A gentle and usually mellow young man, who sometimes knows things before they happen and gets vibes of premonition, tell us his story: how he met Michelle in Iowa in 1971, how he got the name Fuckhead, how she introduced him to heroin and their falling in love, his thieving, his hospital work and their time in Chicago when she gets pregnant, detox, going to Phoenix to live, AA meetings and a dance, working at a care center where he learns to touch the residents, and modifying his daily schedule so that he passes a neighboring Mennonite household at the right time to hear the wife sing Gospel songs in the shower. Slowly, very slowly, FH lets his gifts emerge.Written by
Based on a novella of the same name by Denis Johnson See more »
According to the director and screenwriter, many continuity mistakes were intentional. FH misremembers the stories each time he tells them and so there are intentional differences inserted when shots reappear in the film. See more »
Think of being curled up and floating in the darkness. Even if you could think, even if you had an imagination, would you ever imagine its opposite, this miraculous world? The Asian Taoists called it "10,000 Things". And if the darkness just got darker and then you were dead, what would you care? How would you even know the difference?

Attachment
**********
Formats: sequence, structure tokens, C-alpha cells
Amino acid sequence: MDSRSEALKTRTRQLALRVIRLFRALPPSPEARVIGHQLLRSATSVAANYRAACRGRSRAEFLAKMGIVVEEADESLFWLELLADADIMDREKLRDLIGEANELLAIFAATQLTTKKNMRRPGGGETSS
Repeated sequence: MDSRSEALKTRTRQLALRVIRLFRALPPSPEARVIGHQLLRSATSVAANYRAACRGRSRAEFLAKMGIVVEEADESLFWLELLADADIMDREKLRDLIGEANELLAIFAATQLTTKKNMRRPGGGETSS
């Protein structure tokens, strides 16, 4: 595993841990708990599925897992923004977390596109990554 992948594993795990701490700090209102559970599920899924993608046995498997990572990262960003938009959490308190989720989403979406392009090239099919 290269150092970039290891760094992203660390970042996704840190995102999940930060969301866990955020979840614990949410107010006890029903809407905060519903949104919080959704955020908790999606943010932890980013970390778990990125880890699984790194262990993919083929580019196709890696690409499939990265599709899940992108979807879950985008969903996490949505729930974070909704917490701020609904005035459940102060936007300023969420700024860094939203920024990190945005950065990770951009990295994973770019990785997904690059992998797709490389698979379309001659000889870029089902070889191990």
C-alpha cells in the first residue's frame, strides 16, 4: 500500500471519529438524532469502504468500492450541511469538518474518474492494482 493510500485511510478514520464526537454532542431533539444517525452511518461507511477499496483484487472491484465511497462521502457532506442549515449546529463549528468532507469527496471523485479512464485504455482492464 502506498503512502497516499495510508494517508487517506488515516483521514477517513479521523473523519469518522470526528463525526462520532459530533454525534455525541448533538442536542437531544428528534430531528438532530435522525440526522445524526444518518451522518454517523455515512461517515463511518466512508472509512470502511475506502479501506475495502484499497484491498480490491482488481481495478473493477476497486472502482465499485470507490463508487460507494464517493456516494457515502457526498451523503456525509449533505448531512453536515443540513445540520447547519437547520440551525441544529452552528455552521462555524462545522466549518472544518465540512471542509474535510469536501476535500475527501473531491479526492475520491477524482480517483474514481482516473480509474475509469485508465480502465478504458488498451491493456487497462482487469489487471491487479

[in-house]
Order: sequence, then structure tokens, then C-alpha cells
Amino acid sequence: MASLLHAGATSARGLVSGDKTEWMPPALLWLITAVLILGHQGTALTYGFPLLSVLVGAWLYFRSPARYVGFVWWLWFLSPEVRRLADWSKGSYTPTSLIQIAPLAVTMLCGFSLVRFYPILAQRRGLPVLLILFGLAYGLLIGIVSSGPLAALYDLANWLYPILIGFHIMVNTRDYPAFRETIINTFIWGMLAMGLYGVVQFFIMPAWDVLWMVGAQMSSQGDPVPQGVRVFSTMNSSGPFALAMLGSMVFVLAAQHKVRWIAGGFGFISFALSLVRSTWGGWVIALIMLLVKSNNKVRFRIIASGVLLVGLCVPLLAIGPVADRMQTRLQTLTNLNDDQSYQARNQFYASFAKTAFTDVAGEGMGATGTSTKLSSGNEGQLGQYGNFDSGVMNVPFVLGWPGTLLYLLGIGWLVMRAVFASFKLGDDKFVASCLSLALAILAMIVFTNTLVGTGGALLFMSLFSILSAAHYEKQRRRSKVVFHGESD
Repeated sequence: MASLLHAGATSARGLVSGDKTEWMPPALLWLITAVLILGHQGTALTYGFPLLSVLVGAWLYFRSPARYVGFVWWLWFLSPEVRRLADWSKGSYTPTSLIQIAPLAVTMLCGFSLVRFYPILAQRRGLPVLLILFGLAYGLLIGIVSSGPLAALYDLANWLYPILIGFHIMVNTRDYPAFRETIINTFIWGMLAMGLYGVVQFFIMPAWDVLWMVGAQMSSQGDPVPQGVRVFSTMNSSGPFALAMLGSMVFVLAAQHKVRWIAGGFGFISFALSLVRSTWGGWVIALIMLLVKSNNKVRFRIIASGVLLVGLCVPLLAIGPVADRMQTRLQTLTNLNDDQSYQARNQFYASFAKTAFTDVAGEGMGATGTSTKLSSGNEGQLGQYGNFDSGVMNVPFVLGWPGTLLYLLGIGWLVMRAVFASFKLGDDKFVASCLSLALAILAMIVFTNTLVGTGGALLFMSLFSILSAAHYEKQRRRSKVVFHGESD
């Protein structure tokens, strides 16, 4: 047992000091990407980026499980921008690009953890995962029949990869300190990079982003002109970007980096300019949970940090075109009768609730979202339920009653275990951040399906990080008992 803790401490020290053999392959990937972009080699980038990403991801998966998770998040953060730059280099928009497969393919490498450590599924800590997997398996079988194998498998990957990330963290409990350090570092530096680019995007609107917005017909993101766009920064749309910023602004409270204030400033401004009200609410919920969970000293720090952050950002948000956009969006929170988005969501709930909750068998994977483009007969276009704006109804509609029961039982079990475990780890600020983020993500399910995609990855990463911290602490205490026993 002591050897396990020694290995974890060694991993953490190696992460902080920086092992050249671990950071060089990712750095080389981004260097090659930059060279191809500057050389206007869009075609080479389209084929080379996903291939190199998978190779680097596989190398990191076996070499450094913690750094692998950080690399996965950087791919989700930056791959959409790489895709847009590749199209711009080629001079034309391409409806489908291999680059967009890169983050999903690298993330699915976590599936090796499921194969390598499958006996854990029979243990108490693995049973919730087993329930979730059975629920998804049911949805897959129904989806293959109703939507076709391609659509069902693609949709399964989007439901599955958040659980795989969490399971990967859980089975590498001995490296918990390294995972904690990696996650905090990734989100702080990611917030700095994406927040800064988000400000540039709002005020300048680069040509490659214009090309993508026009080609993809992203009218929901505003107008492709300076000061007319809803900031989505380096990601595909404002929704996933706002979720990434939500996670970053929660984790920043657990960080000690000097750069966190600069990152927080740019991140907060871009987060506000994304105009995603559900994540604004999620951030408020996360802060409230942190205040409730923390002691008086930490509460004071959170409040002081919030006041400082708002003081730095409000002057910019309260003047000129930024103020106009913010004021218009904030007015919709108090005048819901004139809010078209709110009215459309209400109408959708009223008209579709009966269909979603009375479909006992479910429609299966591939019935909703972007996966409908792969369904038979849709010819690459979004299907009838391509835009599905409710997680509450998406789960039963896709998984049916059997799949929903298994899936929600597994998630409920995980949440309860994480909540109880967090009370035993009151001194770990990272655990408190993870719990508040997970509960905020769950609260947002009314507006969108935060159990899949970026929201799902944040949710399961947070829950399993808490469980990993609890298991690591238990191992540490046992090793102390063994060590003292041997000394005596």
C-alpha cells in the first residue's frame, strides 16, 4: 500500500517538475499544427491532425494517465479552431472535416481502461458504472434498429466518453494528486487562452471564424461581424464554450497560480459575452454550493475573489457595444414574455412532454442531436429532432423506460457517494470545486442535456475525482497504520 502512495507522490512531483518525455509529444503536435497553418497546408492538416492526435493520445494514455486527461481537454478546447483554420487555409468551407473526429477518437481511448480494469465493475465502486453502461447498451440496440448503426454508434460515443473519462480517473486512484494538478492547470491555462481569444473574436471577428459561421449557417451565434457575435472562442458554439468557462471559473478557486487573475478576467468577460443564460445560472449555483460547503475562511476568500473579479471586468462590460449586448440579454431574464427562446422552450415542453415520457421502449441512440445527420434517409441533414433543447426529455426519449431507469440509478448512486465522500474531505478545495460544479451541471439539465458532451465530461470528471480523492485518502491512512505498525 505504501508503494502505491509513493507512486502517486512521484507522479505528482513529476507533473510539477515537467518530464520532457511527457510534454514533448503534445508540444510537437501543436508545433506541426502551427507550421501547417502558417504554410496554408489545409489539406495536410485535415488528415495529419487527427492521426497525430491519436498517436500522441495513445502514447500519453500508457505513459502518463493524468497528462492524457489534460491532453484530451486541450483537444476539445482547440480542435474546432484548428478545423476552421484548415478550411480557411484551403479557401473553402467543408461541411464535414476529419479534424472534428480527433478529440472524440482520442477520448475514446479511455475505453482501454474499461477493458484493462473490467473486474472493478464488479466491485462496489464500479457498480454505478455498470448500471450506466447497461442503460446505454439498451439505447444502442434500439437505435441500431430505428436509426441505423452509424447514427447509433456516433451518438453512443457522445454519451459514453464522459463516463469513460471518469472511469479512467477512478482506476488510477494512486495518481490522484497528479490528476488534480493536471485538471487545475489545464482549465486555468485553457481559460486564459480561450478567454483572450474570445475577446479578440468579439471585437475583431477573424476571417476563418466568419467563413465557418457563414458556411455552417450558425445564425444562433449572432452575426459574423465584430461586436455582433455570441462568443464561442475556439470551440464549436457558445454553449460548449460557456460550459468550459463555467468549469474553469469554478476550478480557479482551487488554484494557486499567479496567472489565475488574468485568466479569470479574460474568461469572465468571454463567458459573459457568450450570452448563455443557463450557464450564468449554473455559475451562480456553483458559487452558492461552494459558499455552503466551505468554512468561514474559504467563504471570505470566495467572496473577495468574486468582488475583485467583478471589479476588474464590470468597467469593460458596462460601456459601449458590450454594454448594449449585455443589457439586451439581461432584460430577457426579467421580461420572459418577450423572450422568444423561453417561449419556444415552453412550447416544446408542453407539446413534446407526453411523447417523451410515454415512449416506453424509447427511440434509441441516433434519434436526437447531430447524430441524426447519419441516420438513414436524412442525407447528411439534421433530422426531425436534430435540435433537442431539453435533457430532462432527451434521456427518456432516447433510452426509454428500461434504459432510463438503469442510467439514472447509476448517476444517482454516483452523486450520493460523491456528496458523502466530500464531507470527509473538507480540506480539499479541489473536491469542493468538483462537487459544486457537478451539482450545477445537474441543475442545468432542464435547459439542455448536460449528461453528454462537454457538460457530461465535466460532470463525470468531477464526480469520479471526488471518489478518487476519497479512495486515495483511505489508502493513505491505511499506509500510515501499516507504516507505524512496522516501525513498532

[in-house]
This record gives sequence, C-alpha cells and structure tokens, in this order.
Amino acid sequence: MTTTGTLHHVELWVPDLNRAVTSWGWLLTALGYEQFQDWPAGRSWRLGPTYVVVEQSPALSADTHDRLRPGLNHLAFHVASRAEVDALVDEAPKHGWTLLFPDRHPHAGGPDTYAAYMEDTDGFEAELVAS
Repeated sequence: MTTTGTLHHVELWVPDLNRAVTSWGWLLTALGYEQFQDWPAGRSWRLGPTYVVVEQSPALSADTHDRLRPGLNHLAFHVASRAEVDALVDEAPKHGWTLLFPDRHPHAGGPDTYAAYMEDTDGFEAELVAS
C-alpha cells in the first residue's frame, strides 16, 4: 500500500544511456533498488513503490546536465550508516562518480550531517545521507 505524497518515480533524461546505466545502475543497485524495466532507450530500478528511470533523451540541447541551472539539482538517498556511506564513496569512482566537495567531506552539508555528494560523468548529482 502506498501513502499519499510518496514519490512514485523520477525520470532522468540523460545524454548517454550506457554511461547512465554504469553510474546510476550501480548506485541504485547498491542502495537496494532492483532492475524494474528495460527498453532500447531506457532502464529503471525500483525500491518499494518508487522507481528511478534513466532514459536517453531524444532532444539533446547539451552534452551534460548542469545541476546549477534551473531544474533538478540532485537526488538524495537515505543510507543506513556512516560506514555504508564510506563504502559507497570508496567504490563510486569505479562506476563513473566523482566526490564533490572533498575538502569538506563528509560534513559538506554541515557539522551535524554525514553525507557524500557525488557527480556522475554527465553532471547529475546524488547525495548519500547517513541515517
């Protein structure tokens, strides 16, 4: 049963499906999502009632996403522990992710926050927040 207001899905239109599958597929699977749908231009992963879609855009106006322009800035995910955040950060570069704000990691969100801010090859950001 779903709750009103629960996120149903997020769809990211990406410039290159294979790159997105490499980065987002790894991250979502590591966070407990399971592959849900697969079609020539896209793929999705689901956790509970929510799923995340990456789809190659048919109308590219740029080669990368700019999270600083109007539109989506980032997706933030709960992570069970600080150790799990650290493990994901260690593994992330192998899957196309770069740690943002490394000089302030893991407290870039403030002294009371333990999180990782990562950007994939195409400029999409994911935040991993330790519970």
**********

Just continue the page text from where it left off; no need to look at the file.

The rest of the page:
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Brilliantly pieced together from assorted short stories by Denis Johnson, director Alison Maclean brings depth, humour, compassion, and darkness to the screen adaption. Heroin addict FH (ryhmes with: Duck Bed) goes through a strange odyssey of loss and understanding his compassion. Brilliantly (and this is not an overstatement) acted by Billy Crudup (who should have been given an Oscar nod for his performance), he brings a complexity to his character that is missing from most actors around. Minor details are amazingly evident in his portrayel of FH, as the lovelorn, selfish, and sensitive junkie. Samantha Morton is outstanding as Michelle (FH's girlfriend), giving an intense and moody performance (which the viewer mourns the loss of half way through). The movie mixes moments of surreal madness, as the viewer is taken along existential scenes that could be described as hallucinogenic and funny. The scene where a gentleman (played by book author Denis Johnson) comes into a hospital with a hunting knife stuck in his eye is uncomfortably hillarious. Drugged up hospital attendant Georgie (Jack Black in a standout performance) proceeds to pop pills as he attempts to pull the knife out. But this is just one of the many great cameos that fills the screen. Denis Leary (looking a lot like Dennis Hopper in "Easy Rider", Holly Hunter (playing a neurotic widow with a limp), and Dennis Hopper (looking amazingly like Dennis Hopper too) give great performances as well. Alison Maclean directs the film with great use of color and cinematography, but never crowding the actor's performance. Included as well, is a great music theme by Joe Henry, that incorporates the blending of psychedlic guitar and wurlitzer electric piano work. The rest of the soundtrack is great as well, with music by Wilco, Joe Tex, Neil Young, and Booker T & The MG's. This film was one of my favourite films of the year, and unfortunately didn't get as much notice as it deserved. Highly recommended!
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